Capitol Recap: Special Fulton County grand jury to investigate Trump

A special grand jury will be impaneled in Fulton County to investigate whether Donald Trump violated the law in his efforts to reverse the outcome of Georgia’s 2020 presidential election. (Doug Mills/Pool/Getty Images/TNS)

Credit: TNS

Credit: TNS

A special grand jury will be impaneled in Fulton County to investigate whether Donald Trump violated the law in his efforts to reverse the outcome of Georgia’s 2020 presidential election. (Doug Mills/Pool/Getty Images/TNS)

Probe to focus on efforts to overturn results of Georgia’s presidential election

Fulton County District Attorney Fani Willis has won approval to set up a special grand jury to investigate whether former President Donald Trump violated any laws in his efforts to reverse the outcome of Georgia’s 2020 election.

A majority of the county’s Superior Court judges OK’d the request that Willis’ office submitted earlier this month.

The special grand jury will be impaneled May 2 and can pursue its investigation up to a year.

Willis launched her criminal probe nearly a year ago, with the focus on a Jan. 2, 2021, phone call Trump made to Secretary of State Brad Raffensperger urging his fellow Republican to “find” the 11,780 votes needed to overcome Democrat Joe Biden’s victory in Georga.

She has indicated that her team is also examining the abrupt resignation of former Atlanta-based U.S. Attorney BJay Pak; a November 2020 call that South Carolina Republican U.S. Sen. Lindsey Graham placed to Raffensperger; and false claims that Trump attorney Rudy Giuliani made during a hearing before the Georgia Senate Judiciary Committee.

Willis has told state officials in the past that her office was probing potential violations of Georgia law including criminal solicitation to commit election fraud, intentional interference with the performance of election duties, conspiracy and racketeering.

The district attorney has said that a special grand jury is necessary because a “significant number of witnesses and prospective witnesses have refused to cooperate with the investigation absent a subpoena requiring their testimony.” She said that includes Raffensperger, who would presumably be a star witness.

Raffensperger has said his office has been cooperative, and he has accused Willis, a Democrat, of trying to score political points. But he also told Fox News that he would “follow the law and come before a grand jury and testify.”

Trump has called his phone call to Raffensperger “perfect” and said that a special grand jury should instead be looking into his false claim that “large scale voter fraud” occurred during the state’s election.

Three ballot counts have verified Biden’s victory, and multiple investigations have found no evidence of a coordinated effort to change votes.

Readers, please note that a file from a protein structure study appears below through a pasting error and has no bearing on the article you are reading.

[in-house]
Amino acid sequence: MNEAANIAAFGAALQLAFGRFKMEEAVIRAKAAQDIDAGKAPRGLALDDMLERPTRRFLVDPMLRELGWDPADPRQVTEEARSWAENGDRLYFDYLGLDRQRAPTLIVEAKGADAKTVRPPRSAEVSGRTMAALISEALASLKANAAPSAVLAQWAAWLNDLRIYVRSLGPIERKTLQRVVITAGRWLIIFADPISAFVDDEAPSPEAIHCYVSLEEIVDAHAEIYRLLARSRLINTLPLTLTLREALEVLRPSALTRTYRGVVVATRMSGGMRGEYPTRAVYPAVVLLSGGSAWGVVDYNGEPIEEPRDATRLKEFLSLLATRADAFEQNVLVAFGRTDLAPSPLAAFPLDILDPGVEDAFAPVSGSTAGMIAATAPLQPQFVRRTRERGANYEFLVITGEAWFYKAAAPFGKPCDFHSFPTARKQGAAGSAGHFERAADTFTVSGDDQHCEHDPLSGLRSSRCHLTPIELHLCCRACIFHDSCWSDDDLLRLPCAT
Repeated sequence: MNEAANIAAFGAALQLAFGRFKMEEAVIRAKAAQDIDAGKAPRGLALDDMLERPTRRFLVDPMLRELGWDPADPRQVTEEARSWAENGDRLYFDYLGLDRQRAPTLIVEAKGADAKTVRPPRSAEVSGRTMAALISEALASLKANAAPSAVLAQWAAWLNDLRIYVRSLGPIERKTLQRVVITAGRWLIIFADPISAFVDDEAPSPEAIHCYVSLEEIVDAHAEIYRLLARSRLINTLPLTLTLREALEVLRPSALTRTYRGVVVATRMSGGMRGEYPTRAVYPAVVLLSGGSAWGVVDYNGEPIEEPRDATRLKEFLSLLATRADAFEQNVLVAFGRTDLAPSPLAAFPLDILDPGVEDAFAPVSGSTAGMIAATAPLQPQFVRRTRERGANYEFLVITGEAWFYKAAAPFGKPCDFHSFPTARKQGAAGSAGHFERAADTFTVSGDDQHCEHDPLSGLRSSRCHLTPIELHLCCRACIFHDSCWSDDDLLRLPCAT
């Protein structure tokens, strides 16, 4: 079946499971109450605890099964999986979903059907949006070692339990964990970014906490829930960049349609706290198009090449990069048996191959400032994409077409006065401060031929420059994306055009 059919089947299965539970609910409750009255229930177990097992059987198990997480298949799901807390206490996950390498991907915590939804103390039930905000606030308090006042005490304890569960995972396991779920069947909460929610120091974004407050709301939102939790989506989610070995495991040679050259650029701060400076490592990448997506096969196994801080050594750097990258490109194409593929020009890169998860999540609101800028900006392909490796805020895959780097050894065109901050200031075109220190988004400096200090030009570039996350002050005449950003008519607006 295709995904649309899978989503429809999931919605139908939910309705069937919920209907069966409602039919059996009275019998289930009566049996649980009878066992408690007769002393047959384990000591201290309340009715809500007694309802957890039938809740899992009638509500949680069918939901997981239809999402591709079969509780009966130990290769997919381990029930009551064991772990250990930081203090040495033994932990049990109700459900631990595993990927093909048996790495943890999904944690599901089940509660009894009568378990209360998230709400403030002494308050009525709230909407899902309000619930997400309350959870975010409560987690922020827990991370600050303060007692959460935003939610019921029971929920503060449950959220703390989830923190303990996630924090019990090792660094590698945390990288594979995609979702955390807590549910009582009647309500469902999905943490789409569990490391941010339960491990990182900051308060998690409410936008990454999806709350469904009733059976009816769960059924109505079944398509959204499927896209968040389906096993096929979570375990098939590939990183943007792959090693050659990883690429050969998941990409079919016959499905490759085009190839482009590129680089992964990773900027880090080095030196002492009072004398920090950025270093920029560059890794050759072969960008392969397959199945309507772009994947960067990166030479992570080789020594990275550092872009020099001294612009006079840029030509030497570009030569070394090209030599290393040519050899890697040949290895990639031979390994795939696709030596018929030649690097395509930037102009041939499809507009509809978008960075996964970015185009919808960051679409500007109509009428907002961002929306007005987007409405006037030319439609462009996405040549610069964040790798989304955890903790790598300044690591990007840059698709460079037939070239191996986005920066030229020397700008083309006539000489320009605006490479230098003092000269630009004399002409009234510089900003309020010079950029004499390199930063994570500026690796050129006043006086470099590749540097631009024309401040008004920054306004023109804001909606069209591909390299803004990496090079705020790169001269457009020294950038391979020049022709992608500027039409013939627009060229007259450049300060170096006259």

Willis said recently that a decision on whether to bring charges against Trump could come in the first half of 2022.

Fulton prosecutors are sharing information with investigators in New York and on Capitol Hill, where Trump is facing other local, state and federal probes.

Ralston takes rare step in push to improve state’s mental health services

Georgia House Speaker David Ralston has rarely placed his name on a bill during his time as head of the chamber, but he’s putting his shoulder behind legislation to increase access to mental health services.

House Bill 1013 aims to increase the number of mental health professionals in the state, require insurance companies to cover mental health the same way they cover physical health, give first responders help when they’re called into a mental health crisis, and improve data and transparency in the sector.

“Mental health issues touch almost every family in this state,” Ralston said. “Mental health intersects with public safety. It drains our economy of productivity. At its most basic level, it allows hopelessness to win the battle for the future and bring pain to those who are left to suffer the consequences.”

Mental health also plays a role in a number of sad statistics:

Georgia ranks last for the number of mental health professionals per capita.

— The state has only eight psychiatrists per 100,000 children, according to the American Academy of Child and Adolescent Psychiatry, which says a ratio of 47 per 100,000 would be more appropriate.

— Overdose deaths in the state totaled 2,036 from April 2020 to April 2021, a 36% increase over the previous year.

— The Georgia Department of Behavioral Health and Developmental Disabilities reported that its Georgia Crisis and Access Line saw a 24% increase in calls, texts and chats from state residents.

— That agency also lost 1,096 of the 3,837 employees over the past two years, meaning 185 beds at psychiatric hospitals couldn’t be filled because of a lack of staffing.

While some other statistics don’t reflect on Georgia as a whole, they are just as alarming. That includes an 8% increase in suicides in rural areas between 2019 and 2020, even as the state’s overall rate declined.